In the case of Yahoo, an exciting, pioneering company reached a point where it was not a wonderful investment. As Warren Buffet once said, “Price is what you pay. Value is what you get.” Determining whether a company is a wonderful investment requires a deep dive into the company’s financial records. One goal is to review its fundamentals and business prospects to determine its true value, and then compare that to its current stock price.
Yahoo may have been a wonderful company in 1999 as it pioneered the internet, but Procter & Gamble was a far better investment. So-called value companies may not be as flashy or in the news as much as growth companies, and that’s okay. Procter & Gamble will still make the Cascade we use to clean our dishes for years to come. Honeywell will continue to make thermostats and bar-code scanners. Johnson & Johnson will produce Band-Aids, hip replacement devices, and pharmaceutical treatments for diseases. Value stocks such as these may not soar with the high-flyers, but they tend to produce steady income streams that help cushion them a bit from market downturns. As a bonus, many pay regular dividends, boosting their total return to investors.
In reviewing a prospective investment, it’s crucial to review the company’s risk, assets, business prospects and future income streams. Suppose I made a deal with you. I will give you $215 billion, and you will buy either Netflix or Disney, both currently value at about $215 billion. You will be buying the company’s earnings, assets, debts, labor force, patents, and culture. If you buy Netflix, you will own the top streaming service in the world. If you buy Disney, you will own all the parks, cruise ships, Disney+, ABC, ESPN, the Marvel franchise, the Star Wars franchise, the Avatar franchise, the Simpsons, the majority of Hulu, and all the merchandise that goes along with the iconic Disney stores. Both are wonderful companies. Which is the wonderful investment? Which one would you buy? In our view, Disney represents a better value, including less risk, for our money.
At Bragg, we currently own and buy Facebook, Apple, Amazon, Google, and Microsoft. These companies have demonstrated the ability to generate repeatable profits, maintain manageable levels of debt, and showcase the high quality of their management. The decision to add a company to our portfolio requires time and research. Our investment committee diligently and regularly reviews each of these companies, and all the companies we own, to determine whether or not they are still suitable and appropriately valued for inclusion in our portfolio.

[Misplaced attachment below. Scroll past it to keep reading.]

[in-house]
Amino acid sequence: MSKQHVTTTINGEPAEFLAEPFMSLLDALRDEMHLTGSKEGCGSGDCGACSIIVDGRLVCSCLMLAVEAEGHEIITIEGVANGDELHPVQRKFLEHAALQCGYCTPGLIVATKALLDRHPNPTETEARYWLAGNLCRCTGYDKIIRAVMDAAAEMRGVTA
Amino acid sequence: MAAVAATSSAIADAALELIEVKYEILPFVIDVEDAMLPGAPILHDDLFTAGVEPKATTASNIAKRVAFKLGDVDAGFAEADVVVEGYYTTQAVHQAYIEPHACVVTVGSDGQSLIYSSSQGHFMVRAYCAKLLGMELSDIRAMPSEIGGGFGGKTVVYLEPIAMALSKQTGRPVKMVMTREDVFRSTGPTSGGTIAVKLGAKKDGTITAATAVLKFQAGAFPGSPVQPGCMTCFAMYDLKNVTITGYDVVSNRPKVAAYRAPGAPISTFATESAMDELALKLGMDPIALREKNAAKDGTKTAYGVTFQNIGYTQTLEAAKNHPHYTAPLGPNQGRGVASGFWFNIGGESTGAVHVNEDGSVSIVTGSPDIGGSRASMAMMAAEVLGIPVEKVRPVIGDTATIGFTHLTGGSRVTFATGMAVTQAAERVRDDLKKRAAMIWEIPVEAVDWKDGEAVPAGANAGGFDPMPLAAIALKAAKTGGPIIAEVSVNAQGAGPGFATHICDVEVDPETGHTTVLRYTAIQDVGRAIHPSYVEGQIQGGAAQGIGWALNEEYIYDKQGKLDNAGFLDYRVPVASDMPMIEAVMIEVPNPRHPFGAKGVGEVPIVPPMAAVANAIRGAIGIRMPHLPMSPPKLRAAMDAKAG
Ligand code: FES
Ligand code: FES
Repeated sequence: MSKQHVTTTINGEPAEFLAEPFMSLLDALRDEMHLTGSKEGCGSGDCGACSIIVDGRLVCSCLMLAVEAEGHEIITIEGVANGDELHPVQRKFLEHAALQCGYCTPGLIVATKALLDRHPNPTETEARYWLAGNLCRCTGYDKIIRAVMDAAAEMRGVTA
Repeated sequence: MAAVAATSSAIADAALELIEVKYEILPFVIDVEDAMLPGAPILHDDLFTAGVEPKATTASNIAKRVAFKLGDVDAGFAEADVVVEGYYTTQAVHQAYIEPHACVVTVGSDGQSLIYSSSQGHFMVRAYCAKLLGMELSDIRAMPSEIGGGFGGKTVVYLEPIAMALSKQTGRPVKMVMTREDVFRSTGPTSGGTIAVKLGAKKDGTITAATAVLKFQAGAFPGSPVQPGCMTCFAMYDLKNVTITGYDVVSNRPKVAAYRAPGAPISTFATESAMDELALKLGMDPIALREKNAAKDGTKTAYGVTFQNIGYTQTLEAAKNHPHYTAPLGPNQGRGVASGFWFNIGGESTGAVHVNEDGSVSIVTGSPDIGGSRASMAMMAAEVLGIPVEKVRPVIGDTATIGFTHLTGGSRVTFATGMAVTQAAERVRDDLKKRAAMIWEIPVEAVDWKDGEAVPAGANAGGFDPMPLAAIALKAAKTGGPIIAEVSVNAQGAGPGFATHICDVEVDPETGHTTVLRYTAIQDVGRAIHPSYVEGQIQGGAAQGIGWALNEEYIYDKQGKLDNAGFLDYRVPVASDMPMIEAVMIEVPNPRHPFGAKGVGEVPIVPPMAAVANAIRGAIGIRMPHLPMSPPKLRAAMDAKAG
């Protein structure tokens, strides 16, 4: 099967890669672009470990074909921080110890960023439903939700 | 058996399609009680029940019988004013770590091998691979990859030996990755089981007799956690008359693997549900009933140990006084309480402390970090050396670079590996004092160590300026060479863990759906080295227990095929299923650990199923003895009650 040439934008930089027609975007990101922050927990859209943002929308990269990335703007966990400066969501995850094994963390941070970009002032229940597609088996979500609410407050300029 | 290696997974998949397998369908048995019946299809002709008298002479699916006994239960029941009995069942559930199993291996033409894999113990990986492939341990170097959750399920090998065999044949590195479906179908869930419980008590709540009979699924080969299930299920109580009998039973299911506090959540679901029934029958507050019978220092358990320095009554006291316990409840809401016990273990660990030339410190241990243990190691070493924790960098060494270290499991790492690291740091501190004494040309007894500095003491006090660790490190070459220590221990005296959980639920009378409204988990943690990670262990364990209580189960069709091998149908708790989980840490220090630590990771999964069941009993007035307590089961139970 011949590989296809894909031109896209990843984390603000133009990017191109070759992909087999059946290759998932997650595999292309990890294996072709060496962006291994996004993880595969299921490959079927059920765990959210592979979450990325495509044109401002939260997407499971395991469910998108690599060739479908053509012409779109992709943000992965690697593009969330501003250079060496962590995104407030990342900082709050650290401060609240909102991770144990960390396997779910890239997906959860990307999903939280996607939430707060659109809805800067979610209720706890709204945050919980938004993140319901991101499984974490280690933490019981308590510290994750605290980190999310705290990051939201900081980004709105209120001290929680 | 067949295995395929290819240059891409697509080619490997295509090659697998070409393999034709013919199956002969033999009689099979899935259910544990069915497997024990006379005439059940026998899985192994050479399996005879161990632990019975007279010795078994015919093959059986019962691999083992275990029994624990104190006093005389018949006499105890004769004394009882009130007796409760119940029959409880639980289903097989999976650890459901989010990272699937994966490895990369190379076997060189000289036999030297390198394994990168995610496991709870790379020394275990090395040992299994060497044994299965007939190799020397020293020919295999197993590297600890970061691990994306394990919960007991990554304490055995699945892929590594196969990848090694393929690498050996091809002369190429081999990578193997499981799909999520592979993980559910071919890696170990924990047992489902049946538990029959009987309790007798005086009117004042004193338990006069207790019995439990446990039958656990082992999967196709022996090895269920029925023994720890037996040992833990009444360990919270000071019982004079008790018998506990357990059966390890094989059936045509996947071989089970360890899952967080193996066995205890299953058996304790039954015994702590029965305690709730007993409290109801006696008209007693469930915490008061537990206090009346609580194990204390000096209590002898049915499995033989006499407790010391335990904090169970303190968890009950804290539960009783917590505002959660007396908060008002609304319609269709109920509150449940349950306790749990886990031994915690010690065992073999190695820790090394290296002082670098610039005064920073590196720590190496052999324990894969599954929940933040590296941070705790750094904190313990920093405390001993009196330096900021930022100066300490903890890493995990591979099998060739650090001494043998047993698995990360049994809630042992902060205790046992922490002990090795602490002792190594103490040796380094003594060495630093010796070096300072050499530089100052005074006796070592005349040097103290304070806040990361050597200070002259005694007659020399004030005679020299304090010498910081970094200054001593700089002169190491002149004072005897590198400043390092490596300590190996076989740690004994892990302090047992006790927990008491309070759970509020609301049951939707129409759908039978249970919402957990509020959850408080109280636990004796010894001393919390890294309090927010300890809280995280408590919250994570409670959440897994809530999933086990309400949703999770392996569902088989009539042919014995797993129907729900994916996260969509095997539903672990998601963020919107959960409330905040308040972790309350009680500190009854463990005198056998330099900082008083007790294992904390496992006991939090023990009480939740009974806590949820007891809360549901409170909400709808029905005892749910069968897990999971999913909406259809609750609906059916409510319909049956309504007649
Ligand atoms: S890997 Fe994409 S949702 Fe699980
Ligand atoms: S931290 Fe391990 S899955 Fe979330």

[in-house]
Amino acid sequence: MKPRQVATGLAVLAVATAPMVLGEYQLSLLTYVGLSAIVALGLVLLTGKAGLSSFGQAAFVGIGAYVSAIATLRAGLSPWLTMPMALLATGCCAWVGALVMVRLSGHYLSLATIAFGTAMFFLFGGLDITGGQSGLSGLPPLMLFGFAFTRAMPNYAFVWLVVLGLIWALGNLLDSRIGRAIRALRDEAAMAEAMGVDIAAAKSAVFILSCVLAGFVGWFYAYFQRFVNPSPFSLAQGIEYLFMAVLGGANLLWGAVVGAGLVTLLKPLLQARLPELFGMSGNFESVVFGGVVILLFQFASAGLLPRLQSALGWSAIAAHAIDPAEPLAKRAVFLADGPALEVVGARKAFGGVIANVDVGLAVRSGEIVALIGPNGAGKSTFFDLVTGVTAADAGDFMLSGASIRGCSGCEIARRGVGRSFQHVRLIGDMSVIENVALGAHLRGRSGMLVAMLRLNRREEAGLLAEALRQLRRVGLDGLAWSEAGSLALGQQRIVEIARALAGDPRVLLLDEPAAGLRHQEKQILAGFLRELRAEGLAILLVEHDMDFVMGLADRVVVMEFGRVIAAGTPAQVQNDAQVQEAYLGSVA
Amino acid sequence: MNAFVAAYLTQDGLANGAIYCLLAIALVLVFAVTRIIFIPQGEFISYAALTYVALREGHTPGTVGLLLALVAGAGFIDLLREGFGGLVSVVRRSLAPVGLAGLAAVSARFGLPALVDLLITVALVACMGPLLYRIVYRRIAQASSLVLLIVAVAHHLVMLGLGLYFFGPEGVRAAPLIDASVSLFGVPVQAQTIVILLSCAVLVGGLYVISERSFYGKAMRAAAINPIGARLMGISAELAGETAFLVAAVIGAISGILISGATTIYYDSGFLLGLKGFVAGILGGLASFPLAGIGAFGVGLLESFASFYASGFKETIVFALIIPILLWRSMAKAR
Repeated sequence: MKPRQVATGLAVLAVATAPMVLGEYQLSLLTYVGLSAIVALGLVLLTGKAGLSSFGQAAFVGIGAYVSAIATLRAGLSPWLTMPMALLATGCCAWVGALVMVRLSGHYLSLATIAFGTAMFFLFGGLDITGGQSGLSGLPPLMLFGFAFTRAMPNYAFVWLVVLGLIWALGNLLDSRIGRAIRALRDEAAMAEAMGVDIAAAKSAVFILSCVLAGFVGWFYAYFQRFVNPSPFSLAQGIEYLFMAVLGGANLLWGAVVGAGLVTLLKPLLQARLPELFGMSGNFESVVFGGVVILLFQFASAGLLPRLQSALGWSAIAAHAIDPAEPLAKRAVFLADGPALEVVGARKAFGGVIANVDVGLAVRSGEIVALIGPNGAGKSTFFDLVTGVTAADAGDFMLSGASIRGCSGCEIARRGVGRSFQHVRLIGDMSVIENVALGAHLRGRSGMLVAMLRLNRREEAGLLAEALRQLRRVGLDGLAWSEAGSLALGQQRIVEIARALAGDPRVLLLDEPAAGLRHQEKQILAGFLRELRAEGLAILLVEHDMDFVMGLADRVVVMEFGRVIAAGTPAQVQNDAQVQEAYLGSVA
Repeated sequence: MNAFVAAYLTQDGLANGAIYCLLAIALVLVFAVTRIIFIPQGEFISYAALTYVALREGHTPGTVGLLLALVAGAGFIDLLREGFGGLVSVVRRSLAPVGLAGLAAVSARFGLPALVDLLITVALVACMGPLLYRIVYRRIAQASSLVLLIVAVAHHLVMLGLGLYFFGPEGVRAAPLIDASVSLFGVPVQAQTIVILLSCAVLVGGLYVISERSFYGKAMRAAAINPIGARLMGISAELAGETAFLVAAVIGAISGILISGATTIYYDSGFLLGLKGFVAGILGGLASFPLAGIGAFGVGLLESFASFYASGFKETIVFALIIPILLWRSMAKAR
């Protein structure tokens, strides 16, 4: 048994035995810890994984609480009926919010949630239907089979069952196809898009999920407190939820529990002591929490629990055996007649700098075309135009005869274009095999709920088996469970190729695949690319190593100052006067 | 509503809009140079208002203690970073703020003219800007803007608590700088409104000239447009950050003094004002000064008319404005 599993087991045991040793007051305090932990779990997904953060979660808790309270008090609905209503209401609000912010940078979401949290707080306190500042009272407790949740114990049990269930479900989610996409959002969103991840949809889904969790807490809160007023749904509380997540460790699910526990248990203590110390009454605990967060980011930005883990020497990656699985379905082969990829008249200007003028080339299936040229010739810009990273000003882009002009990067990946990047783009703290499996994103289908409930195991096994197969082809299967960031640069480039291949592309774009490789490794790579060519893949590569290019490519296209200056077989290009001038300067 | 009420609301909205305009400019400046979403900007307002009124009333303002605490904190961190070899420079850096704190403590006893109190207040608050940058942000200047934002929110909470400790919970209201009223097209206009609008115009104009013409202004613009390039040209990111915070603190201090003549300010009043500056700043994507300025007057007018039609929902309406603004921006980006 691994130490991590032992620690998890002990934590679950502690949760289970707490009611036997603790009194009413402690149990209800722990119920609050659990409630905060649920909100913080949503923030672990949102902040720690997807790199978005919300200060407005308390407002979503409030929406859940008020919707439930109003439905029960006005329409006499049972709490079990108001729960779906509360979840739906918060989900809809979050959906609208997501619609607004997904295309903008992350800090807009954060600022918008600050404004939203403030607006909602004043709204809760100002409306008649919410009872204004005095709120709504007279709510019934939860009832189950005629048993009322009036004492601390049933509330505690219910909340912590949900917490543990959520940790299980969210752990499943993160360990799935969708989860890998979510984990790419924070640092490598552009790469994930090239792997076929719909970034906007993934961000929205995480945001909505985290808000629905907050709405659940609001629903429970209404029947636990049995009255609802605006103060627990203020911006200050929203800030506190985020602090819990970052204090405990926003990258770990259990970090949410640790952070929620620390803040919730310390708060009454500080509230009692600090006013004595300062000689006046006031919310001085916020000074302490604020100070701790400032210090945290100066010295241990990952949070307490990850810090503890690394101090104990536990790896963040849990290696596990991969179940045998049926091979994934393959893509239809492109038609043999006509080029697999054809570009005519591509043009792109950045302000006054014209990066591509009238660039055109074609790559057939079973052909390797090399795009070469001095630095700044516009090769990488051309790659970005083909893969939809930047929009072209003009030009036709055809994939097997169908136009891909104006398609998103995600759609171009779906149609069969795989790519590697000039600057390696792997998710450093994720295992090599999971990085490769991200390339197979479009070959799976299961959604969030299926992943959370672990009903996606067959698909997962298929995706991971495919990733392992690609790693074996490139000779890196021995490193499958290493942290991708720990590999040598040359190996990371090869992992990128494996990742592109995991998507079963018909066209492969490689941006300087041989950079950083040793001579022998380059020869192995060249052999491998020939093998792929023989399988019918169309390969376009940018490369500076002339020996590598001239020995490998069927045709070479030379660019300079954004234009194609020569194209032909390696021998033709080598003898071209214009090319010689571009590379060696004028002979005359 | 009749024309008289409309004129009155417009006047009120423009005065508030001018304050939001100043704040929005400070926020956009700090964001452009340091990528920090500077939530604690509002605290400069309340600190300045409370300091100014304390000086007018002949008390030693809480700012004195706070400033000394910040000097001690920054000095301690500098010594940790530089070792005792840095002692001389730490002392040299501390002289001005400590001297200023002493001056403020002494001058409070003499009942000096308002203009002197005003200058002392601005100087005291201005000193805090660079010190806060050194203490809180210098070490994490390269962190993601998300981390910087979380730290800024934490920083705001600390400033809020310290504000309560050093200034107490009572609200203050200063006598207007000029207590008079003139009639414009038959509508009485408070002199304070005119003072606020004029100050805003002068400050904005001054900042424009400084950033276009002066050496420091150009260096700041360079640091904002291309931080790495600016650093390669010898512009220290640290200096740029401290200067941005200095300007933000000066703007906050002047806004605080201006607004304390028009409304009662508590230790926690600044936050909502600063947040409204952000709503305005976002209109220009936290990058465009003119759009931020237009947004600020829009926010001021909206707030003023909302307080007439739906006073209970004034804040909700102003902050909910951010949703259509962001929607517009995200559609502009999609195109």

A key element of our strategy is to remain diversified throughout all market segments. Diversification lowers risk and volatility. Technology companies like FAANGM are trading at all-time highs today. However, another Mark Zuckerberg, Bill Gates, or Jeff Bezos could be sitting in his garage right now working on a product or service that could change the habits of millions the way FAANGM has. Companies with multiple products in more than one industry typically carry less risk. There’s a reason that the saying about not putting all your eggs in one basket has survived for centuries.
At Bragg, we do not believe in speculating. We do not make predictions about the market. We believe that a portfolio with a tilt toward value stocks will have better risk-adjusted returns over the long term. We believe that diversification including value and growth companies across various sectors will produce better results than attempting to pick a few market winners. Furthermore, we believe that having a disciplined, unemotional and repeatable rebalancing process (selling bonds and buying stocks, or vice versa to maintain allocation targets) during market declines and market run-ups will produce better risk-adjusted returns over time.
The only constant in life is change. At Bragg, our goal is to help our clients feel comfortable that while things around us change, their daily lives and future goals do not have to.